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The political economy of Byzantium: transaction costs and the decentralisation of the Byzantine Empire in the twelfth century

Knight, Richard (2014) The political economy of Byzantium: transaction costs and the decentralisation of the Byzantine Empire in the twelfth century. The Economic History working paper series (187). The London School of Economics and Political Science, London, UK.

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Abstract

This thesis aims to contribute to an explanation of how the development of political institutions is influenced by the costs of information and exchange across society in a pre-modern context. The Byzantine Empire in the twelfth century presents an apparent paradox of an expanding economy alongside a weakening central state. Application of a dynamic transaction-cost framework can illustrate how political and economic decentralisation can rationally occur as non-state actors begin to gain a comparative transaction-cost advantage over the state. Geopolitical and economic developments of the late-eleventh and twelfth century empowered non-state provincial interests in the Byzantine Empire to the detriment of the central state apparatus, including the imperial bureaucracy. Economic growth, an increasingly fluid provincial political environment, and the decline of the imperial navy simultaneously raised the transaction costs of the state and lowered the transaction costs of local interests. This shift prompted the decentralisation of power that ultimately contributed to the destruction of the Byzantine state in 1204. The state faced increasing relative costs of information acquisition, security provision, and tax collection as provincial transaction costs declined and state networks were allowed to degrade. Decentralisation of political and economic power became first possible, then practical, and finally unavoidable in a process that fatally undermined the cohesion of the empire. This thesis uses a transaction cost framework to provide an economically informed explanation of political decline that complements the traditional politically focused narrative and begins to address the contradiction apparent in a state ruling over increasingly prosperous territory, yet proving so fragile by the closing years of the twelfth century.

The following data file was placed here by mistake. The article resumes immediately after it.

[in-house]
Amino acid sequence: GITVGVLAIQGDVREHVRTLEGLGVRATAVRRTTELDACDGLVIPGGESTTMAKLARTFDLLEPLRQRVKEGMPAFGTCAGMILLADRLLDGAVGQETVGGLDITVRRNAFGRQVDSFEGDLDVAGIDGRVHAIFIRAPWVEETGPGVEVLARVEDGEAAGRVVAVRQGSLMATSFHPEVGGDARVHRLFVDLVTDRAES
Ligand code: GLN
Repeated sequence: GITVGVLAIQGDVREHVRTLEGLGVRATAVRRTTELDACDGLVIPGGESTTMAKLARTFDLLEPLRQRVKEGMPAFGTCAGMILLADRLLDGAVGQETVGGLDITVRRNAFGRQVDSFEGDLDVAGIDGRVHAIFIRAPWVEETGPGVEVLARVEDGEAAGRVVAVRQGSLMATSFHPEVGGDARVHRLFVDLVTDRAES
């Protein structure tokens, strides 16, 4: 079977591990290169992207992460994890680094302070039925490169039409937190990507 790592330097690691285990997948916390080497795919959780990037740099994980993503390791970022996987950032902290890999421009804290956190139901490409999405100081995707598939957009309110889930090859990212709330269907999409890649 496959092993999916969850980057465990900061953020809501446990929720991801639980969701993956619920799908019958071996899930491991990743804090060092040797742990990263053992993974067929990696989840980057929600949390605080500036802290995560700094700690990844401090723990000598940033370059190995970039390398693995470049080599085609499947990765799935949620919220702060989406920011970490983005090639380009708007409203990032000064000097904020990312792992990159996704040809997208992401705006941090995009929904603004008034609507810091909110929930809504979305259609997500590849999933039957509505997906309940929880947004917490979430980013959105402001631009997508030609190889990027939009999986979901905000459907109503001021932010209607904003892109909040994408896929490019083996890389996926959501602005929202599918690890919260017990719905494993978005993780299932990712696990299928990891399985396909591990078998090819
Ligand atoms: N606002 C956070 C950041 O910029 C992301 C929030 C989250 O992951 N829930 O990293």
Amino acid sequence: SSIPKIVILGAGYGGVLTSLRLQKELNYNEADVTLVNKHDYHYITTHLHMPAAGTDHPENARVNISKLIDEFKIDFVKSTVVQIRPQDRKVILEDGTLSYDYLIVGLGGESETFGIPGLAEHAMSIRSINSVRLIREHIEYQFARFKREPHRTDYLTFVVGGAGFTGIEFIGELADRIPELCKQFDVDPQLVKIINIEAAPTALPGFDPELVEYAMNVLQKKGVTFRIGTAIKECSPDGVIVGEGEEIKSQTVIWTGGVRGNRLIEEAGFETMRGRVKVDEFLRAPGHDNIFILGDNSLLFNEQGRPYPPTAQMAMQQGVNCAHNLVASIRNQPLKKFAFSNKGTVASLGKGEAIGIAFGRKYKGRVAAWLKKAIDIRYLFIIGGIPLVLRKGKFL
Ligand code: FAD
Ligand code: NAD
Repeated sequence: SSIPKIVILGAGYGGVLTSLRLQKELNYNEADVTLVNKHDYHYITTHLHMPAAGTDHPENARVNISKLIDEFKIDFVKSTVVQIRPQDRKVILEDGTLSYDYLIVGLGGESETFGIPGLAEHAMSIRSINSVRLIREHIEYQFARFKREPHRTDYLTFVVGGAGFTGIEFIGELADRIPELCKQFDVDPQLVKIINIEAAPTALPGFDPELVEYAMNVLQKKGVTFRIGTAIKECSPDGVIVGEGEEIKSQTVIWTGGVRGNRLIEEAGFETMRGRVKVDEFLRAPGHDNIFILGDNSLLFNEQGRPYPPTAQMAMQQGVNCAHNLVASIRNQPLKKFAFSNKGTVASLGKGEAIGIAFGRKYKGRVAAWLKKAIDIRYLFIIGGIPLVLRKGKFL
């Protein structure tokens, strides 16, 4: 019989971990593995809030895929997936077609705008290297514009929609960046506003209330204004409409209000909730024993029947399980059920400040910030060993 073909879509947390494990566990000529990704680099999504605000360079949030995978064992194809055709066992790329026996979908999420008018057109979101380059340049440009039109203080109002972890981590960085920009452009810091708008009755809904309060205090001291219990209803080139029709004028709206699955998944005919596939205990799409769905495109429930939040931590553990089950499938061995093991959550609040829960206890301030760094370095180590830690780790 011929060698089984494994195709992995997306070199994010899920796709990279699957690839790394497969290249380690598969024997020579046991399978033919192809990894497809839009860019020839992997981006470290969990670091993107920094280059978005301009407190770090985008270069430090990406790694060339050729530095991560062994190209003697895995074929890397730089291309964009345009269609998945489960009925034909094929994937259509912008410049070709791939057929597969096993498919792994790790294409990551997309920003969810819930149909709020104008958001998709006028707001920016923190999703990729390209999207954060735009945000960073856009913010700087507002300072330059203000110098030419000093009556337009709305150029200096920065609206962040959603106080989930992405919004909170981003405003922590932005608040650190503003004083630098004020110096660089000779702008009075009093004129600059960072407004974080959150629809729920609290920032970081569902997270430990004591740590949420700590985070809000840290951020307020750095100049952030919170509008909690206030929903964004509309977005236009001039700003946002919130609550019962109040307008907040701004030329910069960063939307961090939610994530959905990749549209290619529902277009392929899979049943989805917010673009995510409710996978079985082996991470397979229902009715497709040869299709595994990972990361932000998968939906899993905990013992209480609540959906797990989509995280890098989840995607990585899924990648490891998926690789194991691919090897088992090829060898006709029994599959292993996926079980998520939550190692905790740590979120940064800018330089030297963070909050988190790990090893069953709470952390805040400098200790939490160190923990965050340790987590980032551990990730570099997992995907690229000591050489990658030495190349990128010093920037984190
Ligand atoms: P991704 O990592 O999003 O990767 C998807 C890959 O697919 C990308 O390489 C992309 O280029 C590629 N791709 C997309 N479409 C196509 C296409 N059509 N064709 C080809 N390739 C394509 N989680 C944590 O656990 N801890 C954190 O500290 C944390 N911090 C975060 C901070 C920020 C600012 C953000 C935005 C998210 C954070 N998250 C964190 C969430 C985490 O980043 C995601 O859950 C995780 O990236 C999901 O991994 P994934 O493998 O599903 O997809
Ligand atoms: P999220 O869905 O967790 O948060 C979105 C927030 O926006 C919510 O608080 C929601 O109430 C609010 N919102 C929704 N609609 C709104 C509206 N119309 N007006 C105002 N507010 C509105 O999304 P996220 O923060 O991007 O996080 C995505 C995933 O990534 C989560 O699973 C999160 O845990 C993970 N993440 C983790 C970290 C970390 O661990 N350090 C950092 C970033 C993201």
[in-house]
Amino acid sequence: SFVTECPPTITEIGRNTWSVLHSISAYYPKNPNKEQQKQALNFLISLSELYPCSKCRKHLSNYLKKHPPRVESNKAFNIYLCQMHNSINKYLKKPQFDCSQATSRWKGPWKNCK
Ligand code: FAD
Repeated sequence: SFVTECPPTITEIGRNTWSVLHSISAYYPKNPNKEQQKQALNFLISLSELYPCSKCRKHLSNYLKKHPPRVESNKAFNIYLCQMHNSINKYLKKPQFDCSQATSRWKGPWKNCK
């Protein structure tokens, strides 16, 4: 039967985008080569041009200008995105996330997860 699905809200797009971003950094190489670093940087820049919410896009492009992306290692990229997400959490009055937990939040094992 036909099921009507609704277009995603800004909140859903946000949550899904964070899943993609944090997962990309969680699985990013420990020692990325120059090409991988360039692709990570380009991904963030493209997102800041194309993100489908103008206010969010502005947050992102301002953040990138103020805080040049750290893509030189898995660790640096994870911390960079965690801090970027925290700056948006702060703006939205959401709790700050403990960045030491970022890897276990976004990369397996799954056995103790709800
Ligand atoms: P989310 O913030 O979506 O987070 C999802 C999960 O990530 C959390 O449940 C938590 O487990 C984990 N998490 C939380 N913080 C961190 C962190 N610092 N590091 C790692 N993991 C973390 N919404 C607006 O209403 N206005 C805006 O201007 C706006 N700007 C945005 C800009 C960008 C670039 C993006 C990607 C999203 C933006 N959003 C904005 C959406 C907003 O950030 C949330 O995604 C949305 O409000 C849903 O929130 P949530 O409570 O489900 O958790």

Item Type: Monograph (Working Paper)
Official URL: http://www.lse.ac.uk/economicHistory/home.aspx
Additional Information: © 2014 The Author
Divisions: Economic History
Subjects: D History General and Old World > DE The Mediterranean Region. The Greco-Roman World
H Social Sciences > HC Economic History and Conditions
JEL classification: N - Economic History > N2 - Financial Markets and Institutions > N23 - Europe: Pre-1913
N - Economic History > N2 - Financial Markets and Institutions > N25 - Asia including Middle East
N - Economic History > N4 - Government, War, Law, and Regulation > N43 - Europe: Pre-1913
N - Economic History > N4 - Government, War, Law, and Regulation > N45 - Asia including Middle East
N - Economic History > N7 - Transport, International and Domestic Trade, Energy, Technology, and Other Services > N73 - Europe: Pre-1913
N - Economic History > N7 - Transport, International and Domestic Trade, Energy, Technology, and Other Services > N75 - Asia including Middle East
Sets: Departments > Economic History
Collections > Economists Online
Date Deposited: 03 Mar 2014 12:53
Last Modified: 21 Feb 2019 00:09
URI: http://eprints.lse.ac.uk/id/eprint/55961

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